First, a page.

Sex workers in Victoria, still reeling from months of inability to work legally during the COVID-19 pandemic, have renewed calls for the government to decriminalise the industry.
Sex worker Alex* said that they were once attacked by a client who threatened them by saying Alex was “probably not registered” as the state government still requires.
Dylan O’Hara of Victoria’s sex worker peer organisation Vixen Collective called the current “ridiculously complex” laws a “failed, costly, and discriminatory system that causes immense harm”.
The impact of the pandemic and lockdown has only further hurt those in the community, leaving some unable to even feed themselves and their families.
Peer support for sex workers
Peer organisations have worked to support those in need, including by establishing a crowdfund for the neediest.
“COVID-19 has had a devastating and unprecedented impact on sex workers in Victoria,” said O’Hara.
“Sex workers don’t have sick leave or holiday pay, and not all sex workers can access government support.
“Many sex workers lost all or a significant part of their incomes very suddenly, leading to intense financial hardship.”
Vixen Collective volunteers have worked throughout the pandemic to advocate and help the community access information and emergency relief.
“COVID-19 has had a disproportionate impact on sex workers as a marginalised community who are already impacted by stigma and the current sex work laws in Victoria, which is why the current review into how to implement decriminalisation in Victoria is so important, and why it’s so crucial that Victoria does decriminalise all forms of sex work,” said O’Hara.
Decriminalisation on the horizon
MP Fiona Patten – a former sex worker – last month presented the state government with recommendations for how to approach decriminalisation.
She agreed that the impact of the pandemic on sex workers has been “dramatic”, in part because it was among the first industries to close.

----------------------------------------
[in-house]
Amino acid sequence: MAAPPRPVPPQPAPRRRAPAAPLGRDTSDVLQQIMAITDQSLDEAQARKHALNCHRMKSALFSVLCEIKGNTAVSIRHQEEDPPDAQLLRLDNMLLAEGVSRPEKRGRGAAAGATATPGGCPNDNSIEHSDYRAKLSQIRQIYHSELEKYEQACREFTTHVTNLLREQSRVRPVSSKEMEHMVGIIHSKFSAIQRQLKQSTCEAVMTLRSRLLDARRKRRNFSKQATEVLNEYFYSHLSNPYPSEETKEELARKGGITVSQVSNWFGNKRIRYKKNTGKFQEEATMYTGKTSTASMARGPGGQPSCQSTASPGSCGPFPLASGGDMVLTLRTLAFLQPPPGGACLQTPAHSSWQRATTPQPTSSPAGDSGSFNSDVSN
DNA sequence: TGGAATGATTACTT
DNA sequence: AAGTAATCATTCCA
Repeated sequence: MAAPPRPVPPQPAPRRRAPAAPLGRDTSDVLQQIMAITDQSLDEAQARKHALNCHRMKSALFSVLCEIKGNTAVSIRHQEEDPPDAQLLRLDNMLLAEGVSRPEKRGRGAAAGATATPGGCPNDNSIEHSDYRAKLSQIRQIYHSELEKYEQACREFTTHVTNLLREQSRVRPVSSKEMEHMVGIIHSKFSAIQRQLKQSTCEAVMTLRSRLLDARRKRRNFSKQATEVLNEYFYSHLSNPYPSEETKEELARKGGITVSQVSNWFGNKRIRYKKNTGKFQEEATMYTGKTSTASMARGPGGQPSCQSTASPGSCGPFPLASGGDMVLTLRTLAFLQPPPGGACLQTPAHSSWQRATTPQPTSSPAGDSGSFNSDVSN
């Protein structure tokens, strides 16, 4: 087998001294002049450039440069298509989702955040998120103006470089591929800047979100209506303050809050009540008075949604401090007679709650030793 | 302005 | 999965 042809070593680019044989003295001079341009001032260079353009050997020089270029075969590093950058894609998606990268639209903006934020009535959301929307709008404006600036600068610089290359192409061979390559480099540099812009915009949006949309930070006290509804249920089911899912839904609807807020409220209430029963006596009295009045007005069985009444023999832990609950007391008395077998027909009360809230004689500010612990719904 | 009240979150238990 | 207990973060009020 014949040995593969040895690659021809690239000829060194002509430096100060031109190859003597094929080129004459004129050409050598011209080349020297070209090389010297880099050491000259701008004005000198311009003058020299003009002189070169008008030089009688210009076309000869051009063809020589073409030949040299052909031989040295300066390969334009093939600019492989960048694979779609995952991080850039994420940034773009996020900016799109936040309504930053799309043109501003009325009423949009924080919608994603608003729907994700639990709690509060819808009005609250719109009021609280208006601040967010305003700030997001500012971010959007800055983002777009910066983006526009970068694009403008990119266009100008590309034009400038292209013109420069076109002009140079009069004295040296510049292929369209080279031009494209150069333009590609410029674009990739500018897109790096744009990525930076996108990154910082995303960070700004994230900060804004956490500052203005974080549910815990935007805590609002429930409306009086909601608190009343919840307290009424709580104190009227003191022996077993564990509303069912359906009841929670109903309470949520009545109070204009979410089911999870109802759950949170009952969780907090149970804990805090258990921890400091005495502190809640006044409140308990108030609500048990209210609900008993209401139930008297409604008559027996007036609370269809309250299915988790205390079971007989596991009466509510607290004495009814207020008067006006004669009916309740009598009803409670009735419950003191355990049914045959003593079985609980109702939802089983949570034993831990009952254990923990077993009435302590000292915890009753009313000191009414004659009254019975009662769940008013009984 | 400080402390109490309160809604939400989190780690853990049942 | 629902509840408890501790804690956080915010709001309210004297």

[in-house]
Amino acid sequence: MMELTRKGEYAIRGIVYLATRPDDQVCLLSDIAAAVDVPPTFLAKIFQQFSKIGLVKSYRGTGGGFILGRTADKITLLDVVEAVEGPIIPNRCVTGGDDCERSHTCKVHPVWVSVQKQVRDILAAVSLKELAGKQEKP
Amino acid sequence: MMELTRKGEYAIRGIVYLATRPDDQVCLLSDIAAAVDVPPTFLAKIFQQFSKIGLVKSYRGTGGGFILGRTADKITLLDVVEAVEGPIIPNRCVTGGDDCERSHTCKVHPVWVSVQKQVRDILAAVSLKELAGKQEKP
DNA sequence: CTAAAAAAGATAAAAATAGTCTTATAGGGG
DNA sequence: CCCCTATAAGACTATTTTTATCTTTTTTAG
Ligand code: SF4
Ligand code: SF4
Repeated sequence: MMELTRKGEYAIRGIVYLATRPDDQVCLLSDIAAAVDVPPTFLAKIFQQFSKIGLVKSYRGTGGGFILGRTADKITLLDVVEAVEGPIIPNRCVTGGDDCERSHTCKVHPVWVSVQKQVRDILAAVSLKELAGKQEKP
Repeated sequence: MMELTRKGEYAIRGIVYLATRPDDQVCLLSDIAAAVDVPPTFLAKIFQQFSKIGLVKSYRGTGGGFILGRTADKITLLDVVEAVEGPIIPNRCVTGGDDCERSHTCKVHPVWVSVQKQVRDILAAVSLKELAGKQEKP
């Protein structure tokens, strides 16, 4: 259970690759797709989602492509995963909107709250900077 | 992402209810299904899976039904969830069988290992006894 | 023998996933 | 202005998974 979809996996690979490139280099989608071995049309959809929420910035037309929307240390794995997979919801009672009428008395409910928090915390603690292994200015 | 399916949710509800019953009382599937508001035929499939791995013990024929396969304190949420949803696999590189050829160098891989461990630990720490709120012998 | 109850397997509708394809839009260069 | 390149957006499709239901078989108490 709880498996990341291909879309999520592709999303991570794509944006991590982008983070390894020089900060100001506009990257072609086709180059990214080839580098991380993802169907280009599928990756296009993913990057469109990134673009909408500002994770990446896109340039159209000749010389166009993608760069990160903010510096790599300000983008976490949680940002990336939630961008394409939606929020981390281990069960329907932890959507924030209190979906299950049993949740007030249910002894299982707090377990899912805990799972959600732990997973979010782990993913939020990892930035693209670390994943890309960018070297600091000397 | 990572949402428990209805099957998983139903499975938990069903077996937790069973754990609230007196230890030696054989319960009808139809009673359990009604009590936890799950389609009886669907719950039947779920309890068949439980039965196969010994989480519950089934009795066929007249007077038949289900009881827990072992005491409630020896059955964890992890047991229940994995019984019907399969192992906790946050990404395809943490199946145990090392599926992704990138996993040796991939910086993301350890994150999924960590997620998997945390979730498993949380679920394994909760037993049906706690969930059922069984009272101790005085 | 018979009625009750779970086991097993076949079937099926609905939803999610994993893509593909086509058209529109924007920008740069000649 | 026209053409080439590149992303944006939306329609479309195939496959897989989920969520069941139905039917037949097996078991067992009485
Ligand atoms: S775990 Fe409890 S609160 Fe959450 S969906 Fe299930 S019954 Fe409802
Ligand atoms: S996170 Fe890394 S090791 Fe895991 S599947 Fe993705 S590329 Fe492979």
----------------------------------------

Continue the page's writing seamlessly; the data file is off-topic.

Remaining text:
“There’s a misconception that the industry is unsafe and risky, that there’s no way it can operate safely in the time of COVID, which is just not the case,” said Patten.
She said that the current sex work laws are “obsolete” and “onerous”, forcing many to work outside the law.
She lauded Vixen Collective’s advocacy for decriminalisation, which led to the Labor Party vowing in 2018 to review the laws.
O’Hara noted that decriminalisation involves a complete dismantling of the licensing and other existing laws surrounding sex work.
“Decriminalisation does not involve any form of registration or licensing,” they said.
“Licensing is a costly and dangerous failure.
“By singling sex workers out for pointless red tape and surveillance, it produces stigma and discrimination and leaves us open to targeting from police.”
Patton said that she believes the “final steps” of decriminalisation are close.
“The government asked me to conduct a review and make recommendations for the decriminalisation of sex work in Victoria – not looking at whether it should be decriminalised, but how,” she said.
“I’m very hopeful that it will lead to legislative reform in early 2021.”
Patten added that she hoped to see such reform result in reduced stigma against sex workers.
O’Hara said that sex workers are waiting on developments now that Patten’s recommendations have been presented to the government.
“We are waiting with great anticipation to hear what has been recommended and to see the government make good on its commitment to Victorian sex workers to achieve full decriminalisation of all forms of sex work,” they said.
“It’s well past time.
“The decriminalisation process must be driven by sex workers ourselves – it’s our safety and livelihoods that are on the line.”
*Not their real name.